Meet 4 of the Last Ladies in China with Bound Feet

By Cameron Hack, additional reporting by Edoardo Donati Fogliazza and Valerie Osipov, February 14, 2019

1 0

This is part of our "Portraits of China: A Collection of Stories From China's Past" series. Read more about the Dai ethnic minority group in Yunnan here and survivors of the Second Sino-Japanese War here.

Dating back to the 10th century, the peculiar Chinese tradition of footbinding was a common practice among young girls in China. 

Having small feet was associated with social status and would increase chances of marriage. Despite the excruciating pain, girls often had no choice but to bind their feet, which they would achieve by wrapping them tightly with bandages so that their toes would begin to tuck under towards the heel. They would continue to do this until their feet were as small as three inches – the ideal desirable size. Decorative handmade shoes, made by the families themselves, were then worn to adorn the prized feet. 

It wasn’t until 1912 that footbinding was first banned in China, though many women secretly carried on with the practice. Cameron met with several of the remaining women with bound feet to hear their individual experiences surviving the severe cultural custom.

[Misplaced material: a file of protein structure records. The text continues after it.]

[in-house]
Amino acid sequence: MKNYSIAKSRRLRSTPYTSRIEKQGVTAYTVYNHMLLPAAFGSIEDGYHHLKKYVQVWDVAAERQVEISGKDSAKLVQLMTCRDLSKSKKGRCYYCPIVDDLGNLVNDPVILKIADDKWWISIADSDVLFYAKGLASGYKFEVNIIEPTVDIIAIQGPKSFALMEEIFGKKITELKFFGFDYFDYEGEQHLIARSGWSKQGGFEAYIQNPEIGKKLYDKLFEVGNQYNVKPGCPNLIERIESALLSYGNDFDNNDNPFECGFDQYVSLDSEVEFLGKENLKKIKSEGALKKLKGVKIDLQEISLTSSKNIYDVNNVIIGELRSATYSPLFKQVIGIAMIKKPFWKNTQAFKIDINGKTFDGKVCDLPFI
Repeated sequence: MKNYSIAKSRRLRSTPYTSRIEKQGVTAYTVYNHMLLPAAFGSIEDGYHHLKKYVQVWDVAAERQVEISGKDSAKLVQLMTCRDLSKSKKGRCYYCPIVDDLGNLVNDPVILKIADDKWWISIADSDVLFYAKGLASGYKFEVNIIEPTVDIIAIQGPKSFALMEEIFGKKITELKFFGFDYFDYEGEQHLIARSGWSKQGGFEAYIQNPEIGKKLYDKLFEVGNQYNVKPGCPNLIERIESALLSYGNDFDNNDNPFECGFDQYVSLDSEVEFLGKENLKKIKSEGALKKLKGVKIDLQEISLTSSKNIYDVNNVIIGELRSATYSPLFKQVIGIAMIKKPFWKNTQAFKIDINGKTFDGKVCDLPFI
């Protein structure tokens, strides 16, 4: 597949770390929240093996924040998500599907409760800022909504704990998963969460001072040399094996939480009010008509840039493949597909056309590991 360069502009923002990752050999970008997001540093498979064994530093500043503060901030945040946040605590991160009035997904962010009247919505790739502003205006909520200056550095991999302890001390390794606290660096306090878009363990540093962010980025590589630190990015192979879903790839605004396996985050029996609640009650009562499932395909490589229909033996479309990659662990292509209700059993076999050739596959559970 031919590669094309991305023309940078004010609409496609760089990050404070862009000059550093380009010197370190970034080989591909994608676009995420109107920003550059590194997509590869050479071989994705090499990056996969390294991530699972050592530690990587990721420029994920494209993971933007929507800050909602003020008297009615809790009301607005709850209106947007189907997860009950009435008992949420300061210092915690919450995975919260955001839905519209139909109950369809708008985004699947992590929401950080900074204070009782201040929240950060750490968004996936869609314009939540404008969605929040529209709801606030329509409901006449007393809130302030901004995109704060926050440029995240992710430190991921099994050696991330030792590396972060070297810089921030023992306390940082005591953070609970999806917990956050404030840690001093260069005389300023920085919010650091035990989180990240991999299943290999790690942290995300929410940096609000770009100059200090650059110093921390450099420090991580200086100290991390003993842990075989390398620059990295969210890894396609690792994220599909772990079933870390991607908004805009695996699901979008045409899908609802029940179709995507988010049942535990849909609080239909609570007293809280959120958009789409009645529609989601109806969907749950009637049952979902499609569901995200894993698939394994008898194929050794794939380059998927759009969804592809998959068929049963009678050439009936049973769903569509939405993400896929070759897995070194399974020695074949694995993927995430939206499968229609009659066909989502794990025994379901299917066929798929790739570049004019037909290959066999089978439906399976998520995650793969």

89 years old

Photo by Cameron Hack

“I started to bind my feet at the age of 4 with the help of my mother. I didn’t agree but I had no choice, and at that time I didn’t really understand. My parents had six kids but I have the smallest feet out of them all. My sisters started to bind their feet but eventually stopped so their feet are much bigger than mine. I never stopped binding my feet – I still wrap them in cloth today. Back then it was very painful but now it doesn’t hurt at all, though these days I can’t really walk. I use a wheelchair to help me move around and live with my son and his wife who care for me. 

Even though my feet are really small and always have been, I used to be able to dance alongside some other ladies with bound feet in a dance group for tourists who visited our village. We were all getting old so we stopped about six years ago. I recently fell over so one of my legs is swollen and very painful, and that’s why one foot looks bigger than the other. 

Photo by Cameron Hack

I married at the age of 15 and spent many happy years with my husband who died three years ago. We were farmers and worked very hard for very little. Sometimes it was hard to find enough food. We had five kids – two boys and three girls. They are all grown up and have kids of their own now. 

I’ve never left this village, but many people like to visit me because of my small feet. They like to take photos and videos – sometimes they even like to buy the shoes I’ve made. I can sell a pair of shoes that I no longer wear for 100 yuan. I used to make many beautiful shoes but I can’t wear them anymore. 

The last few years have been the happiest years of my life as I can really eat well, wear beautiful clothes, spend time with my grandkids and watch them grow up.”

87 years old